EDITORIAL: Should Puntland count on Turkey Somalia promises?
EDITORIAL- Turkey looks forward to hosting the Third Turkey-Africa Cooperation Summit in 2019, and perhaps Mogadishu owes much of its progress to Turkish development agencies. Turkey not only stands as a partner but also a key player as relations with the continent continue to bag momentum in the face of mounting global crisis, largely perpetrated by the Global Jihadist Movements, with the so-called Islamic State of Iraq and the Levant (ISIL) being the most dangerous.
The good news about the ties set to be burgeoning in the coming years should be “African solutions to African problems”, a principle in Turkish foreign policy when it comes to dealing with Africa. For 13 years to date, Turkey’s trade volume in Sub-Saharan Africa alone soured to $8.4 billion by 2014, compared to $742 million in 2000.
However, Somalia is exception. Following then Prime Minister and now President Recep Tayyip Erdogan’s iconic visit to bullet-ridden Mogadishu, Somalia has enjoyed unprecedented international attention, thanks to that trip which encouraged non-African leaders that Turkey could extend a more generous hand to the drought-ravaged east African nation.
Diametrically, Turkish presence has never been felt in the northeastern State of Puntland which sits on the Red Sea, apart from working trips carried out by Turkish envoys in Mogadishu. Most politicians fault bad images projected to Ankara by Mogadishu charlatans, and politicized agendas of Mogadishu-based federal government that has been at loggerheads with Puntland on issues pertaining to Provisional Federal Constitution (PFC) and centralized international assistance nowadays. Maybe, Turkish diplomats forgot that Somalia is a federal as well, and States are far better than cash-strapped national government beset with militancy and political squabbling over personal loyalty.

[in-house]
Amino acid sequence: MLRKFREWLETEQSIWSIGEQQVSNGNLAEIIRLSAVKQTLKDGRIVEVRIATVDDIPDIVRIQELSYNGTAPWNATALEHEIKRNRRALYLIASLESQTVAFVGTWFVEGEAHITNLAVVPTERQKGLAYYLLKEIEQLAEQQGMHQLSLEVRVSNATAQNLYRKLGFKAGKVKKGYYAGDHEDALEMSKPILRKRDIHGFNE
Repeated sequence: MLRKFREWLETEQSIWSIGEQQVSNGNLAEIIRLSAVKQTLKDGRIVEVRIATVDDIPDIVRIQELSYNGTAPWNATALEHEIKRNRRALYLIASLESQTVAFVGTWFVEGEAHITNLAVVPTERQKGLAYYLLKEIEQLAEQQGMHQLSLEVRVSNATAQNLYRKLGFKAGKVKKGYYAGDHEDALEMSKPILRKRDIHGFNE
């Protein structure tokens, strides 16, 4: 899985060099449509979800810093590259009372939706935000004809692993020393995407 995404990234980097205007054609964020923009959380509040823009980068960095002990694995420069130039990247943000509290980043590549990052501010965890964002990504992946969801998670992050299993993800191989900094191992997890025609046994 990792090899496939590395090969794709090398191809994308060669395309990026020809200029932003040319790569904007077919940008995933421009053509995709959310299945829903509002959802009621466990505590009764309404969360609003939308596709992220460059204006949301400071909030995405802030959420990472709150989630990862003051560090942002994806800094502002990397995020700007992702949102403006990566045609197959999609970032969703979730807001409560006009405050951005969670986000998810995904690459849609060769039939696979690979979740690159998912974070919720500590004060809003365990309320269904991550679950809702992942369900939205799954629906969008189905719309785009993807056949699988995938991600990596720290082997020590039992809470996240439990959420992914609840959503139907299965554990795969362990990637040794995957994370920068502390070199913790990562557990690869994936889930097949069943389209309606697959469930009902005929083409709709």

Turkey offered Somalia hundreds of scholarship positions meant for Somali students leaving secondary schools. The scholarship grants largely remain unaccounted for, except for known positions filled with students coming from the same clans as Mogadishu-based federal officials. Turkey used to be too strange if not novice to Mogadishu until early 2014 when Ankara was startled with brazen pocketing of payments of --$4.5 million provided monthly as a direct aid via Mogadishu embassy-- colossally in the second half of 2013.
Whatever Turks did in Mogadishu came at a cost. Turkey’s economic and political interests are visible, with ultramodern hospital named after President Erdogan; Turkish company owned by one of Erdogan’s close associates handles services at Mogadishu seaport, Turkish Doctors transformed Banadir secondary school into hospital, and worse, another Turkish agency solicits fees from Somalis at former polytechnic at Mogadishu’s KM4 junction.
Not long ago, on Mar. 30, was former Ambassador to Somalia and ruling Justice and Development Party (AKP) Bursa deputy Dr. Kani Torun alongside Turkish envoy to Somalia Olgan Bakar conversing with Puntland President Abdiweli Mohamed Ali at the State House in the capital, Garowe. The bilateral meeting focused on speeding up Turkey-sponsored initiatives in the country.
It is noteworthy that Dr. Torun—in his tenure as Turkish Ambassador to Somalia— visited Puntland under the incumbency of former President Abdirahman Mohamed Farole. Medical doctor by profession and the Chief Executive Officer of Doctors worldwide since 2002, he at the time expressed his interest in having a tour of Garowe General Hospital. At glance inside, the incident was really so shocking after a baby died in the birthing process of a mother, who was driven in car for six hours on undulating terrain.
Access to maternal health services is low; mothers and newborn babies suffer from death that could be prevented. Turkish deputy was very moved, and he pledged that Turkey would equip Garowe General Hospital with modern health gears. We can tell, “This vain promise has not been honored yet” much less Turkey has showed, it is a neutral and reliable partner in Somalia’s convoluted political atmosphere. Another Turkish initiative to build vocational training center unraveled.
Dr. Torun and his colleagues too need to toe different line because—Preparing the Future of Somalia Forum—stresses that the primary responsibility for establishing a political solution in the country ‘Somalia’ lies with Somalis.